Try as he might, Hanley Ramirez couldn’t avoid the disabled list in his walk-year. The Dodgers placed the impending free agent shortstop on the DL on Sunday with an oblique strain that the team has described as minor. Nonetheless, the move renders Ramirez unavailable for a minimum of two weeks in the home stretch of a pennant race, which is bad for the Dodgers, who will attempt to replace him with a team of defensive specialists led by rookie Miguel Rojas. It's also bad for Ramirez, whose inability to stay on the field could significantly impact his value on the free agent market this winter.
Injuries have become a dispiriting constant in Ramirez’s career. In 2010, a sore left elbow effectively ended his season two weeks early. In 2011, he hit the disabled list for the first time in his career with lower back inflammation in June, then had his season end in early August after an injury to his left shoulder sustained on a dive in the field required surgery. Ramirez played in 157 games in 2012, during which he was traded from the Marlins to the Dodgers, but his performance suggested that his shoulder was not yet back to full strength. That same year, he managed to cut his right hand by punching an electric fan in the dugout, requiring stitches, then missed three games when the wound became infected because he didn’t take his prescribed antibiotics.
Last year, Ramirez had arguably his finest season at the plate, but it didn’t really get started until June, as a thumb injury sustained in the World Baseball Classic and a left hamstring strain suffered soon after his return limited him to just four games prior to June 4. Even after that point, he missed multiple starts due to more pain in his left hamstring, a shoulder injury sustained after diving into the stands, a nerve injury in his lower back, and, in the playoffs, a broken rib after being hit by a pitch.
That last one may have seemed like a fluke, but Ramirez has also missed starts due to being hit on the hand by a pitch twice this season, as well as due to inflammation in his right shoulder (the one he hurt diving into the stands last year), and a strained right calf. In total, he missed 15 starts due to injury even before suffering the oblique strain that finally sent him to the disabled list.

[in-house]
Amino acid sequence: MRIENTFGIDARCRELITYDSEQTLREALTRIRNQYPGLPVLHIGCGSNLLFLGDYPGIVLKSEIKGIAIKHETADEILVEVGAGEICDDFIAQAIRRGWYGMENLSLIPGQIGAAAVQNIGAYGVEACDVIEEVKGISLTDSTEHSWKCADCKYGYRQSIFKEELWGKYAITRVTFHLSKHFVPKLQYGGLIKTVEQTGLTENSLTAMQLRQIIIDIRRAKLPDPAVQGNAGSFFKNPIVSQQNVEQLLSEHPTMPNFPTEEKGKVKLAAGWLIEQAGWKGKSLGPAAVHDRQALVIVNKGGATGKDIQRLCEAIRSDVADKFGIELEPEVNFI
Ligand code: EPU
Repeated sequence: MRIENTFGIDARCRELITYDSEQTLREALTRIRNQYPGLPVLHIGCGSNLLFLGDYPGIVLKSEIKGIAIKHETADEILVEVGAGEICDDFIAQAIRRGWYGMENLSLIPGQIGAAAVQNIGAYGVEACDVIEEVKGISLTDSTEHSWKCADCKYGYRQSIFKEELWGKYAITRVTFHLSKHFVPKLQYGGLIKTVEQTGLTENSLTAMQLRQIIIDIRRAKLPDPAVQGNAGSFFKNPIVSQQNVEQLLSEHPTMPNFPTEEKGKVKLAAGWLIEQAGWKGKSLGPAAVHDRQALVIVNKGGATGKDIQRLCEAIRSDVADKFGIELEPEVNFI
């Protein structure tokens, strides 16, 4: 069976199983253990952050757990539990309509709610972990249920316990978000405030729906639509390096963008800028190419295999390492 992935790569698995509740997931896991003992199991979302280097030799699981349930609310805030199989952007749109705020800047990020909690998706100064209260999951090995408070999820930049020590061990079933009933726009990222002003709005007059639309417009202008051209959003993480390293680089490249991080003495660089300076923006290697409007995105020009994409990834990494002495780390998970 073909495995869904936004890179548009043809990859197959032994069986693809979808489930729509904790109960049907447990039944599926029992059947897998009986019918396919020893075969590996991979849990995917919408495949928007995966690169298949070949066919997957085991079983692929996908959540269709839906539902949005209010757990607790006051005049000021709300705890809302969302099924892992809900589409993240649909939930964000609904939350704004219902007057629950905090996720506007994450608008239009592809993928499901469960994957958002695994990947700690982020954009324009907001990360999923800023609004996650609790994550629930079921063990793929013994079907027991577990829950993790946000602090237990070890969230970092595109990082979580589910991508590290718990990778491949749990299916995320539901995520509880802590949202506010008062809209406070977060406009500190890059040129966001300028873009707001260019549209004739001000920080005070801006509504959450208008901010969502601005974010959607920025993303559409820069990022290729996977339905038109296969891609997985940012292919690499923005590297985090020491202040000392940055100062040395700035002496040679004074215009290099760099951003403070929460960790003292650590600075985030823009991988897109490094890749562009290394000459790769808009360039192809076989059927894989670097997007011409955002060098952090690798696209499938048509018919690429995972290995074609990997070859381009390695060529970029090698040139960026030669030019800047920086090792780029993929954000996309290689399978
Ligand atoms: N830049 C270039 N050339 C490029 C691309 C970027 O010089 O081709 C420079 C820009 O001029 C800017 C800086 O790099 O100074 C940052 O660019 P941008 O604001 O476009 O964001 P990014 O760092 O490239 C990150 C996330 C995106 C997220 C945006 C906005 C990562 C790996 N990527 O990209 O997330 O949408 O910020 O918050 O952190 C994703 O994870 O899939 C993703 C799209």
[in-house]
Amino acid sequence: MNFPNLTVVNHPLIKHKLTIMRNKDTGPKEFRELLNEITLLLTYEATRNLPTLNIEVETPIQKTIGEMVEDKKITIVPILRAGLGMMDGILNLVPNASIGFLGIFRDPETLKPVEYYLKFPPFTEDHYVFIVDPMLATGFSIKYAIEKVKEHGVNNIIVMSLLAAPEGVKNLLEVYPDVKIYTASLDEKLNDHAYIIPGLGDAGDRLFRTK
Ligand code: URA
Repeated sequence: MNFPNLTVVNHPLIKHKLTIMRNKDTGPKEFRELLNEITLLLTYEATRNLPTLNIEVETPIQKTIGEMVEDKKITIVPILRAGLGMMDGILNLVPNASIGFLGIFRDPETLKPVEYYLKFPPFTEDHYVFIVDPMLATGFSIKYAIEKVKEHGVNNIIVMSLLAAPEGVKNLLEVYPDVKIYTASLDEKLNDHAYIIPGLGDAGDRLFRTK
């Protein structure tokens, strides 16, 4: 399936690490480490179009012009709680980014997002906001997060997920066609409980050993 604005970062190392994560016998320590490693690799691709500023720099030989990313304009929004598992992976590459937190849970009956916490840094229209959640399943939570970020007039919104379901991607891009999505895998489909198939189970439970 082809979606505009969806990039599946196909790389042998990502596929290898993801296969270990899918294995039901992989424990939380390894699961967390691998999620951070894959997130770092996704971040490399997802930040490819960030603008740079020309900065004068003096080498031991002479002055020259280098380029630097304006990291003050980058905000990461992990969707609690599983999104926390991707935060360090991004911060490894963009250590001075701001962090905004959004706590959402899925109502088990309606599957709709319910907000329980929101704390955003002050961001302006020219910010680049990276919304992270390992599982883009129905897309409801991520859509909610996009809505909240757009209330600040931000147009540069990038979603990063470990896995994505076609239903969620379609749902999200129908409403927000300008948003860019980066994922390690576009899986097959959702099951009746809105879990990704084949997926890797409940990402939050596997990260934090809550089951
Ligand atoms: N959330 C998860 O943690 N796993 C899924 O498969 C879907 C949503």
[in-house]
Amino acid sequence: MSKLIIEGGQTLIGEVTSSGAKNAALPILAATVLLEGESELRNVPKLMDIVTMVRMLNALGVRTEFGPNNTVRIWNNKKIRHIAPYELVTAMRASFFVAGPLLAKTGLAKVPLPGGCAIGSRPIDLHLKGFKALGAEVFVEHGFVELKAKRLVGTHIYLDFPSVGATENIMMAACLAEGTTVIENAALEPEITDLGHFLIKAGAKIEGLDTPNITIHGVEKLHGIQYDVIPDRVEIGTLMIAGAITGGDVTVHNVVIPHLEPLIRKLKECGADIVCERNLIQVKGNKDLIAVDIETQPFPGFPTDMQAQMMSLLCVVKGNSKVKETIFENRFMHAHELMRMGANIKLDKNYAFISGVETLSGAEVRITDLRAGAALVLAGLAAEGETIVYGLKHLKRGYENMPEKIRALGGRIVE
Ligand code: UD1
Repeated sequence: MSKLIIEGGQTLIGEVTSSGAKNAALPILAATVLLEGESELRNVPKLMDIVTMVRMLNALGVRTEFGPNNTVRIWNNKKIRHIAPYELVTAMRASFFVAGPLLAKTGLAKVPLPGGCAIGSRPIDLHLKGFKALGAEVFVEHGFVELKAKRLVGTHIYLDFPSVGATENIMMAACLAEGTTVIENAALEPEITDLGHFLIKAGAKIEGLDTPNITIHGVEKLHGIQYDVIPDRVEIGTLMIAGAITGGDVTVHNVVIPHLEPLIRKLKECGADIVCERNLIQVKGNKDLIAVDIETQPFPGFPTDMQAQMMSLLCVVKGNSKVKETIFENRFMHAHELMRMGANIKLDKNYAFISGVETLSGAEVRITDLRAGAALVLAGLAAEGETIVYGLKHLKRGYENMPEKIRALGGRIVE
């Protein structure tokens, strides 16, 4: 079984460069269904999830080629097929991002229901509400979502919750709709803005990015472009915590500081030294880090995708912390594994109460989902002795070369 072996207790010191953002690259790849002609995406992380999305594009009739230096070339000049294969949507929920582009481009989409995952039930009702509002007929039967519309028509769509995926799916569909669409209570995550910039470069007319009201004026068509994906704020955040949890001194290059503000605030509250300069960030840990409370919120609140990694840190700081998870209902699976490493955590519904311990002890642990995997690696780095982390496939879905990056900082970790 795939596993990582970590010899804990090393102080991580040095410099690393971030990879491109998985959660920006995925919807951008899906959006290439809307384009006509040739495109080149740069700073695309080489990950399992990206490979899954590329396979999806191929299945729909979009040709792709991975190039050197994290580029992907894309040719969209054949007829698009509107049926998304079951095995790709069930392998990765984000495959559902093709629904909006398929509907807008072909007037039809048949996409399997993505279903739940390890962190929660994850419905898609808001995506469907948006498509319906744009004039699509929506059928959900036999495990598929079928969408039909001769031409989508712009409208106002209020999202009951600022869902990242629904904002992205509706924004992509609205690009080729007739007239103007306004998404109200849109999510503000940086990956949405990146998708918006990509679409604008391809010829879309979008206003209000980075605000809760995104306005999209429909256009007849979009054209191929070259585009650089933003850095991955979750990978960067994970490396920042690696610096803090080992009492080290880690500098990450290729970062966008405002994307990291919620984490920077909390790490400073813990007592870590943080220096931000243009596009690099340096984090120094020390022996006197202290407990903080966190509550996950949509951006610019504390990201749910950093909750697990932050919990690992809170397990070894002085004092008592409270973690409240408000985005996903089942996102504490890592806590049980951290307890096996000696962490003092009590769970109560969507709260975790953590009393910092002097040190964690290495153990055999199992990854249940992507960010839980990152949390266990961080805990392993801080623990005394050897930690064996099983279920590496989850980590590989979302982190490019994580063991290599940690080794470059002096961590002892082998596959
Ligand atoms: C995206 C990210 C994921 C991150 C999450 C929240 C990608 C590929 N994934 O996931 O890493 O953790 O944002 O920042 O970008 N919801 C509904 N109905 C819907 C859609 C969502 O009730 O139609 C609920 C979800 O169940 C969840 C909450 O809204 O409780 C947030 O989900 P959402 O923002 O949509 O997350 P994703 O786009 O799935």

Even if he only misses the minimum 15 days due to his current injury and plays every game after returning, Ramirez will have played in just 131 games this season, giving him an average of 122 games played per year over the last five seasons. That’s from a poor fielding shortstop who will be 31 in December. Ramirez will still enter the offseason as arguably the top free agent bat on the market, but concerns are mounting about his ability to deliver a level of performance commensurate to the sort of contract he seems likely to land.
Now all too familiar with Ramirez’s struggles to stay on the field, the Dodgers, baseball’s reigning big spender, seem increasingly unlikely to make a competitive offer to their fragile star, hoping instead that his departure will bring them a compensation draft pick via a qualifying offer that could further impact Ramirez’s market value. The Dodgers will want to find room in their infield for Alex Guerrero, currently hitting .331/.372/.594 in Triple-A, next year. Guerrero may not be a regular shortstop, but he, Dee Gordon, and Juan Uribe have all played the position in the past, and Rojas and Erisbel Arruebarrena are on hand as defensive caddies. Ramirez will also have to contend with what is a fairly deep market for shortstops, with J.J. Hardy, Asdrubal Cabrera, Stephen Drew, and Jed Lowrie also due to become free agents this fall.
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Monday night will mark the 31st time in 120 games this season that L.A. has had to start someone other than Ramirez at shortstop, five of which saw Ramirez start at designated hitter. In the 25 games thus far in which the Dodgers haven’t had Ramirez in the lineup at all, they have gone 14-11 (.560), which is as close to their .563 winning percentage on the season as you can get in a 25-game sample.
Some of that success may be luck, but a lot of it is due to the quality of Rojas' fielding, which is universally beloved by the advance stats. On a per-game basis, the 25-year-old Rojas, despite a dismal .222/.274/.283 batting line, has been roughly two-thirds as valuable as Ramirez this season on the strength of his glove alone if the advanced metrics are to be believed. Given that, the Dodgers won’t miss Ramirez in the coming weeks quite as much as you might think.
The more significant injury for L.A. remains Josh Beckett’s. The Dodgers' most recent attempt to paper over Beckett’s rotation spot is journeyman
Correia, who was acquired from the Twins for a player to be named later on Saturday and will make his Dodgers debut in a start against the Braves and Julio Teheran on Monday night.
Correia went 5-13 with a 4.94 ERA (79 ERA+) in 23 starts for the Twins while striking out a career low, but not uncharacteristic, 4.2 men per nine innings, the lowest figure for any qualified pitcher this season. With other members of the rotation experiencing fatigue, the Dodgers plan to go with a six-man rotation for the time being. That means half of their games will be started by Dan
Haren, the newly acquired Roberto Hernandez, and
That would be a major concern if not for the fact that the second-place Giants have gone 5-12 since July 24, including a three-game sweep at the hands of the Dodgers in San Francisco early in that stretch and losses in each of their last four games. Despite all of the injuries the Dodgers have suffered this month — with pitchers Paul Maholm, Paco Rodriguez, and Chris Perez joining Beckett and Ramirez on the disabled list — their lead in the National League West has increased by three games in the last week.